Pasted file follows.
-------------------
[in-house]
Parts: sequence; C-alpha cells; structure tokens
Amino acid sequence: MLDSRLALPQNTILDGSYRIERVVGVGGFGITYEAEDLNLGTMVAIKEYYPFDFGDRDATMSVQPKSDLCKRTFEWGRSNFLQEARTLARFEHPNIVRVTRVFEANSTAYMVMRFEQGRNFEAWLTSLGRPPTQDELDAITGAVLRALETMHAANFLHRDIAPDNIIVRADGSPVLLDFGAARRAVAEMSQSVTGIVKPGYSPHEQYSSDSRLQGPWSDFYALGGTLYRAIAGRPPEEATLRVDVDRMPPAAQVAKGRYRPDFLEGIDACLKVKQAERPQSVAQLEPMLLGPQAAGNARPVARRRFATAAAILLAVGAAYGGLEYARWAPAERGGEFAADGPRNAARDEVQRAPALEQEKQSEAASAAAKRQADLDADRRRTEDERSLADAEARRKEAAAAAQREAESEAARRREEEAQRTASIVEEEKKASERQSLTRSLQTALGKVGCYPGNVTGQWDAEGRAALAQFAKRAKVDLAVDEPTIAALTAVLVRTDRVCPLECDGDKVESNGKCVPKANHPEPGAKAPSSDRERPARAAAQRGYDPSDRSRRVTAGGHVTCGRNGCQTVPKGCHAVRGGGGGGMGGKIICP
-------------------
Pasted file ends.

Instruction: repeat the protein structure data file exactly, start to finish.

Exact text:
[in-house]
Parts: sequence; C-alpha cells; structure tokens
Amino acid sequence: MLDSRLALPQNTILDGSYRIERVVGVGGFGITYEAEDLNLGTMVAIKEYYPFDFGDRDATMSVQPKSDLCKRTFEWGRSNFLQEARTLARFEHPNIVRVTRVFEANSTAYMVMRFEQGRNFEAWLTSLGRPPTQDELDAITGAVLRALETMHAANFLHRDIAPDNIIVRADGSPVLLDFGAARRAVAEMSQSVTGIVKPGYSPHEQYSSDSRLQGPWSDFYALGGTLYRAIAGRPPEEATLRVDVDRMPPAAQVAKGRYRPDFLEGIDACLKVKQAERPQSVAQLEPMLLGPQAAGNARPVARRRFATAAAILLAVGAAYGGLEYARWAPAERGGEFAADGPRNAARDEVQRAPALEQEKQSEAASAAAKRQADLDADRRRTEDERSLADAEARRKEAAAAAQREAESEAARRREEEAQRTASIVEEEKKASERQSLTRSLQTALGKVGCYPGNVTGQWDAEGRAALAQFAKRAKVDLAVDEPTIAALTAVLVRTDRVCPLECDGDKVESNGKCVPKANHPEPGAKAPSSDRERPARAAAQRGYDPSDRSRRVTAGGHVTCGRNGCQTVPKGCHAVRGGGGGGMGGKIICP